“On a fundamental level, hunger prevents learning, and when a kid is worried about, ‘when am I going to eat, what am I going to have for lunch’ they’re not attentive,” she said. “The commonsense appeal is strong here.”

Schwartz, who has studied the effects of universal free meal programs in schools in New York City, said that it’s the students who are not eligible for federal free- and reduced-priced lunches who show the biggest academic gains from expanding access to school meals.

In many areas of the country, students’ families make too much money to qualify for the federal program but still struggle financially. Edwards sees that in her own district, Jefferson County, which is a suburb of Denver.

“Colorado’s cost of living is pretty high,” she said. “The school meal program is based on income guidelines that are federally created. For a family of four, the cutoff is right around $50,000, and in Colorado, that is not very much for a family of four to live on.”

Universally free school meals might have other benefits, said Schwartz. She’s currently researching the effects the policy has on school climate.

“Eating together, breaking bread together, is such a fundamental human bonding experience and there are so many different ways in which making this a shared experience can matter,” she said.

Providing school meals free to all students can also reduce stigma around eating school meals, making low-income students more likely to eat them, Schwartz said.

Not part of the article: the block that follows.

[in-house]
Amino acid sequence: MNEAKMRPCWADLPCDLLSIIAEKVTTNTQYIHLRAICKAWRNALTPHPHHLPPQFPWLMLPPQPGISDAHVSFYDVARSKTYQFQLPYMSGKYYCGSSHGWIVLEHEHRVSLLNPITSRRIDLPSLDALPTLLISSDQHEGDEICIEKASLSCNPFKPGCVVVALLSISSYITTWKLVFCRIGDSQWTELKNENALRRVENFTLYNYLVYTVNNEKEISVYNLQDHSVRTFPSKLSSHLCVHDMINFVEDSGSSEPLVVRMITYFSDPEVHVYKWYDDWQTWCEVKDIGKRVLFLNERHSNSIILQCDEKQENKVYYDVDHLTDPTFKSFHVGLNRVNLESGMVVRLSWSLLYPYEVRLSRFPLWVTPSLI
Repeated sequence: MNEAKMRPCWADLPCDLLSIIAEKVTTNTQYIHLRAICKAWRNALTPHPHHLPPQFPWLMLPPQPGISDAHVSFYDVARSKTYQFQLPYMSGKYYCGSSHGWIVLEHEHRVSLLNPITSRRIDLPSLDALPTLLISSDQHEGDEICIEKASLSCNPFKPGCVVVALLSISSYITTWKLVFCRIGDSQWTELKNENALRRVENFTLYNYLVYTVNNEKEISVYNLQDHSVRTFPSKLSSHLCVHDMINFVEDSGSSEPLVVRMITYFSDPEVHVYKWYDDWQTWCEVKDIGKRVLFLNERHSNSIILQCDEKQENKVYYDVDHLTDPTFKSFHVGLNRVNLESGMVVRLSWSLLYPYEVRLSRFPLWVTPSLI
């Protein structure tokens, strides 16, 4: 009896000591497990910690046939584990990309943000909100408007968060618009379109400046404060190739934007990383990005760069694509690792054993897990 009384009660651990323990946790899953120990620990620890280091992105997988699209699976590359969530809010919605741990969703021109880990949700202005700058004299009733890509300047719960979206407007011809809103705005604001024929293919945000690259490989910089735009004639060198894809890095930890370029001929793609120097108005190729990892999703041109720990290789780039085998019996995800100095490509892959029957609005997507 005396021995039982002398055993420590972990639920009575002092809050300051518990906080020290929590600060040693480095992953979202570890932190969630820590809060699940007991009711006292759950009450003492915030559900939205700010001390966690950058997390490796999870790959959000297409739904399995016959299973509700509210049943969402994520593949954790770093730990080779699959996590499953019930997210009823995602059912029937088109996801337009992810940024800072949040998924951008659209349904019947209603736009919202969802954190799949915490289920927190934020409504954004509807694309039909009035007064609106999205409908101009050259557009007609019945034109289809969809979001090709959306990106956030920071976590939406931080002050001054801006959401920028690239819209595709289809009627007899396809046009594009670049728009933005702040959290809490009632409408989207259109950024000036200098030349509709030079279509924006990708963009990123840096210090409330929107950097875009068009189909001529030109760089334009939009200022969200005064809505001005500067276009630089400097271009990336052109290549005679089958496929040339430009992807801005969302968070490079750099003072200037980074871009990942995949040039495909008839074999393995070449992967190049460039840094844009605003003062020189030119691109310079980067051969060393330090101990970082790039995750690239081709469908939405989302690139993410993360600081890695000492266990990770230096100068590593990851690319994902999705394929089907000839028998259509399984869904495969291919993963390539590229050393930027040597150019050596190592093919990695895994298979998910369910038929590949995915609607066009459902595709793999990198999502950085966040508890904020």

Challenges to making school meals free to all


The past school year, since the federal government’s waivers on income eligibility for free school meals expired, has been a rocky one for many school districts and their food service programs.

Schools and families got used to the benefit over the previous two years, and families—including in Jefferson County schools, quickly began to rack up large sums of meal debt at the beginning of the 2022-23 school year, likely because parents were confused about eligibility requirements or didn’t realize they had to fill out paperwork to apply.

School districts across the country reported seeing meal debt in the first couple of months of the school year surpass the amount of debt that would normally accumulate over the course of an entire school year.

But that doesn’t mean that making school meals free for all students won’t come with hiccups for schools. Edwards, who is also the public policy and legislation chair for the Colorado School Nutrition Association, said there will be some kinks to work out.

See also

Photo of Middle school students getting lunch items in cafeteria line.
iStock / Getty Images Plus

One is staffing: Food service operations—like many other industries—have struggled to find enough workers. While Edwards said that the situation is getting better at least in her area, that might be an issue for other districts.

The other is figuring out how to count low-income students. Free- and reduced-priced meal data is used to allocate funding for many federal and state-based programs, she said.

“From a family’s perspective, it all looks the same, so the need to fill out that application is not as great” if they’re going to get free meals either way, she said. “Then the fear is that we won’t have that true count of how many kids do qualify, and that is used in other funding formulas for things like Title I.”

She said it will require a lot of diligent communication with families on the district’s part to make sure parents still fill out forms for free- and reduced-priced meals.

But she’s hopeful that if states like Colorado can provide a roadmap to dealing with potential issues and proof points to the benefits of universal free school meals, other states will follow its lead.